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Uneducated citizenry is like a pitch any game can be played on it. Illiteracy is what has given the politicians in Ghana the chance to fool so many people for so a long a time.

Saturday, August 1, 2009

The Unravelling of South Africa

The streets of Port Alfred turned into a war zone yesterday when police fired rubber bullets and stun grenades at striking municipal workers, writes David Macgregor of Dispatch Online. He took these pictures:

In a scene reminiscent of the politically turbulent 1980s, the Dispatch saw terrified protestors chased by police – some still firing rubber bullets – across the Kowie River and arrested, some more than a kilometre away.

Shocked bystanders watched as a convoy of police – with squealing tyres and blaring sirens – raced up to nearby Station Hill and rounded up people hiding in bushes and a private house.

Port Alfred’s station commissioner, Senior Superintendent Lizette Zeelie said several attempts over the past three days to negotiate with protesters not to damage public property had fallen on deaf ears.

“We met with the shop stewards and agreed the protests would be peaceful. We warned them several times about complaints from the community, but they did not stick to the rules.”

She said since the strike had begun, protesters had illegally blocked roads including the R72, smashed concrete rubbish bins and street signs and broken glass bottles on the streets.

Zeelie said police decided on a no-nonsense approach on Tuesday night after protesters burned rubbish inMain Street, and called East London’s crack Crime Combating Unit (CCU) in to help.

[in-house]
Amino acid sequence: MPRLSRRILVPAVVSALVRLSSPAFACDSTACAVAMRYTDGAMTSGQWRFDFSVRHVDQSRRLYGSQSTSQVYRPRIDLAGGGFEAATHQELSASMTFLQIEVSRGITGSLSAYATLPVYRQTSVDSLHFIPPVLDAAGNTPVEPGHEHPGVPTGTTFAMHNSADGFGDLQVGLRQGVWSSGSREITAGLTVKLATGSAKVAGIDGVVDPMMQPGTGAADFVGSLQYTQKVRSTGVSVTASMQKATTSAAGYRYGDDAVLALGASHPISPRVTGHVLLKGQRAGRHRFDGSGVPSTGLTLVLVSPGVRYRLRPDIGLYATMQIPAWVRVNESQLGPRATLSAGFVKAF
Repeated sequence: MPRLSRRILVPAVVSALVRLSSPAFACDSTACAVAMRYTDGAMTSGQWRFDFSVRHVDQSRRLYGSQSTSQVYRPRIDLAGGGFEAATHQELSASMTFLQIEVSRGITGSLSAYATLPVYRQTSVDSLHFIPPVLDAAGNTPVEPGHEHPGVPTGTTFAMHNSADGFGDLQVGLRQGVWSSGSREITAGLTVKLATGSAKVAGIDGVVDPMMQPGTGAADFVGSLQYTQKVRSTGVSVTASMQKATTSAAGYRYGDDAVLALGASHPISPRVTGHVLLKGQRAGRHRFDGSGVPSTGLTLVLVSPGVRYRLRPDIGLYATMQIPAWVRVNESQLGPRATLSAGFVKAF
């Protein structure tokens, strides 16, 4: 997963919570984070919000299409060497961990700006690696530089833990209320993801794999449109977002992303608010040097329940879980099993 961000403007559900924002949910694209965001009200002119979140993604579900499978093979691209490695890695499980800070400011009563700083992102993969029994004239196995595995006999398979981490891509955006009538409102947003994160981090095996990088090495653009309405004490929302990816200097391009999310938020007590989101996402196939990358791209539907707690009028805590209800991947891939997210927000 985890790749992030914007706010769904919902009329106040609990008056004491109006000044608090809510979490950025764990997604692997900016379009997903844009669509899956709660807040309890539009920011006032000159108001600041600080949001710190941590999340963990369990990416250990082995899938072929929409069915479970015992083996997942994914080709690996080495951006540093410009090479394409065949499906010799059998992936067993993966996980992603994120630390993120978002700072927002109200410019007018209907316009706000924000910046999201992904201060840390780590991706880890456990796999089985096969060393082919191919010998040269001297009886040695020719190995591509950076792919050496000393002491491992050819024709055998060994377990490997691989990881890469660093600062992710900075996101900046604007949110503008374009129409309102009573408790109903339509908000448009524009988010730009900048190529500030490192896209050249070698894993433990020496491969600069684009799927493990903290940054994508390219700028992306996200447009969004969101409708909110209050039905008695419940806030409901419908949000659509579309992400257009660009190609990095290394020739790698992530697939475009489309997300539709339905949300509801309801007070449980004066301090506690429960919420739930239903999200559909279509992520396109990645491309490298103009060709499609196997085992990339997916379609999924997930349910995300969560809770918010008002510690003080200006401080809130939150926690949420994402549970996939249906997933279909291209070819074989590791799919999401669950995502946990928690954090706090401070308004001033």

Claims that police told striking workers to disperse were disputed by angry shop steward Patrick Jokani.

“We were on our way back to the municipal workshop when they attacked us without warning. It was like the 1980s … they hunted people down and even shot at our backs as we ran away.”

He denied there was any public violence, claiming the marches over the past three days had been “peaceful”.

The 19 men and two women arrested by police are expected to appear in court on charges of public violence and destruction of property.

The crackdown came as President Jacob Zuma yesterday warned that violent protesters would be arrested, after a wave of anti-poverty demonstrations rattled the country over the last two weeks.

“People have the right to protest but not to interfere with the rights of others, so violence and trashing is not allowed,” Zuma told a press conference.

“It is important that they should be arrested. There can be no justification for public violence and the destruction of property,” he said.

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